It is unfortunate that politicians are talking about preserving traditions while many children are being physically harmed and killed for the “entertainment” of adults, experts noted. Apparently, the new draft law does not intend to change the minimum age for jockeys.

The new provision in the bill is just about insurance. More specifically, child jockeys must get one-year accident insurance for horse racing and training. Article 10.3 of the bill also stipulates that the state central administrative body in charge of child and family development must monitor whether child jockeys are insured and whether the protective clothing and equipment that meets the standard requirements are used.

During the parliamentary plenary session, some lawmakers suggested raising the age requirement from seven to nine. However, child rights groups want better safety standards to be enforced and for the minimum age of jockeys to be raised to 18.


Every year, there is a dispute over the exclusion of Mongolian horses from Naadam horse races and the inclusion of hybrid horses in races. Current laws and regulations exclude hybrid horses from the race on the basis of height at the withers, breed, and appearance.

According to Justice Minister Kh.Nyambaatar, there are three standards for horses in Mongolia: breeding, height at the withers, and a combination of the two.

The minister stressed that breeding standards are problematic and experts believe that in the future, it is necessary to test the blood of Mongolian horses, count the genome sequences and approve relevant standards. Until then, horses will be measured by their height at withers for race eligibility, the government proposed.

Minister Kh.Nyambaatar informed that the height at horses’ withers has been studied and that if the law is passed, it will have a device that identifies the breed instantly. But some lawmakers have been critical of this regulation. Parliamentarian B.Enkhbayar, in particular, criticized, “Problems have arisen since politicians became involved in Naadam. Parliament is just talking about measuring horse heights.”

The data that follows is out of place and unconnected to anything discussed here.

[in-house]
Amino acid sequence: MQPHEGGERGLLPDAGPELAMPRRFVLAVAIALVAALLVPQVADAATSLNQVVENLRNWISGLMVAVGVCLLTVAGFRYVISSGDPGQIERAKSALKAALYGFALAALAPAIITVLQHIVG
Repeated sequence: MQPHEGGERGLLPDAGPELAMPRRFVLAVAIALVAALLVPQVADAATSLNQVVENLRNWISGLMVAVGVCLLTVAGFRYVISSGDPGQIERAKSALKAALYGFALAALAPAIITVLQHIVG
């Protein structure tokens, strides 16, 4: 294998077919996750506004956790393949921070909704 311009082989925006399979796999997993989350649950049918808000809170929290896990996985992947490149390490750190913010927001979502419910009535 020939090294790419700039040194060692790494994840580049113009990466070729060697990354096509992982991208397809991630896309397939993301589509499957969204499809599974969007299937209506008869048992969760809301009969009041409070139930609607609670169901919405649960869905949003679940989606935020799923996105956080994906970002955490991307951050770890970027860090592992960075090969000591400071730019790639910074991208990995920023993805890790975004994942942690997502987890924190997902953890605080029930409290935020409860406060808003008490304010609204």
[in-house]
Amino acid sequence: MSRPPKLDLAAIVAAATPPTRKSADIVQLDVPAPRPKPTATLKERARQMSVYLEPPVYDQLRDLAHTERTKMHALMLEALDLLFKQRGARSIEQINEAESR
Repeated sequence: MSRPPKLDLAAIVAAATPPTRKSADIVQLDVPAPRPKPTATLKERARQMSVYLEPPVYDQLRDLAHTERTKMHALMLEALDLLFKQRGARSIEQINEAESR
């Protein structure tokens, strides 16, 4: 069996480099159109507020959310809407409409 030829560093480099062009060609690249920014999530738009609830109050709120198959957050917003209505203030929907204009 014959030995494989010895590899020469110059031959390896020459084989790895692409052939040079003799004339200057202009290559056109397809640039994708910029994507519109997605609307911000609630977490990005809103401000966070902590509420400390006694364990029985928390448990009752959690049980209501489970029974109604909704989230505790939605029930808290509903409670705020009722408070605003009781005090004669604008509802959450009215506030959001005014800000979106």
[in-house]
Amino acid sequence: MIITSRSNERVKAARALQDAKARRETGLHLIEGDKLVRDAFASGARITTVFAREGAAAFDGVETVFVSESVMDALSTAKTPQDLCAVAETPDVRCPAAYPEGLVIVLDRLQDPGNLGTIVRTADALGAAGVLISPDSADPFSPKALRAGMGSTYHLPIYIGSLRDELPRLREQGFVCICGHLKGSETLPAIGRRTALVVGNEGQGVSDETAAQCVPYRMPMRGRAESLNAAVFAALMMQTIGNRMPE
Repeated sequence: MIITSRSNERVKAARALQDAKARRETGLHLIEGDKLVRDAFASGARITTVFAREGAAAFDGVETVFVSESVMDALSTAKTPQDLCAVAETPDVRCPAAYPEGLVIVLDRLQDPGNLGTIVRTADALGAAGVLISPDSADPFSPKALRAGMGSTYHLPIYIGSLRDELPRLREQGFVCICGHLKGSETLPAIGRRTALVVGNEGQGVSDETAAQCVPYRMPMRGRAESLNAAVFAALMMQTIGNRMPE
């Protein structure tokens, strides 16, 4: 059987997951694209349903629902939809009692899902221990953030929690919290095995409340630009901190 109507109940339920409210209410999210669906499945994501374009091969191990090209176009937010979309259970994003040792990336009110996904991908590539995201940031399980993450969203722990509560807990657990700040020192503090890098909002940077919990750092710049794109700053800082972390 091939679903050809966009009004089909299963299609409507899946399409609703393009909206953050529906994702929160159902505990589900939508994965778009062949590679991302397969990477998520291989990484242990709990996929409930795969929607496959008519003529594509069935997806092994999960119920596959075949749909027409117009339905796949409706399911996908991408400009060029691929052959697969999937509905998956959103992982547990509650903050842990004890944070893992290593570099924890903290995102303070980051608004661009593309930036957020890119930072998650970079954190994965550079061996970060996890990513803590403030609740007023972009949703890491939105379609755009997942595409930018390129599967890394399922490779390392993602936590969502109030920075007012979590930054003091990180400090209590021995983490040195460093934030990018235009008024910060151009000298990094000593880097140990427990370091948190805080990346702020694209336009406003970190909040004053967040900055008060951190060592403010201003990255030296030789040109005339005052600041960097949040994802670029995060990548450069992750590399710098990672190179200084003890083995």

Of course, it is important to legislate the issue of hybrid horses, but the most essential issues seem to have been omitted.


Naadam is celebrated every year from July 11 to 13 across the country and focuses on three traditional games: horseracing, wrestling and archery. The Law on National Naadam Festival does not regulate the organization of the national knuckle-bone shooting, but since 1998, it has been organized as the fourth type of national game and regulated by its own rules. 

Knuckle-bone shooting is undoubtedly one of the most distinctive cultural heritages of Mongolia that has been passed down for generations. It provides a favorable environment for social skills in which each member contributes to the team’s success, social well-being and development by supporting and learning from others.

Therefore, bill initiators view that it is necessary to create a legal regulation to grant state titles and clarify players’ rights and responsibilities as there is an increase in the number of people interested in this game.

Particularly, the number of knuckle-bone shooters has reached more than 10,000, and about 1,000 players from 90 to 130 teams have participated in four national festivals organized in the last five years, according to the government.


During the Naadam, some wrestlers or horse trainers often engage in unethical acts that cause public frustration and resentment, disagree traditions and heritage, and engage in inappropriate actions and activities aimed at disrupting unity. In order to stop this, the government decided to establish a legal framework that provides for ethical liability.

In addition to the responsibilities set out in the Law on Infringements, the draft law stipulates that the Naadam Organizing Commission will take the following measures for ethical violations:

• To exclude offenders from participating in national competitions
• Not to award prizes
• To strip state titles

However, the fact that the bill does not specify in which cases these measures are to be taken may lead to impunity for those who commit an ethical violation.


The draft revision of the Law on National Naadam Festival states that both urban and rural Naadam festivals should be held on the same date. Lawmakers believe that this will regulate the participation of athletes in urban and rural competitions and title events.

For instance, because soums and provinces hold their Naadam competitions on different days, wrestlers often go to different localities to compete for a state title.

But in the event of a state of emergency or amid a pandemic, local governors will set a date for competitions in accordance with the bill.

Judging by the new provisions of the law, lawmakers are keen on preserving traditions and culture, but they need to be bold in making new regulations and prioritizing putting human rights. In any case, experts believe that the new law can solve some of the problems facing Naadam.

Misheel Lkhasuren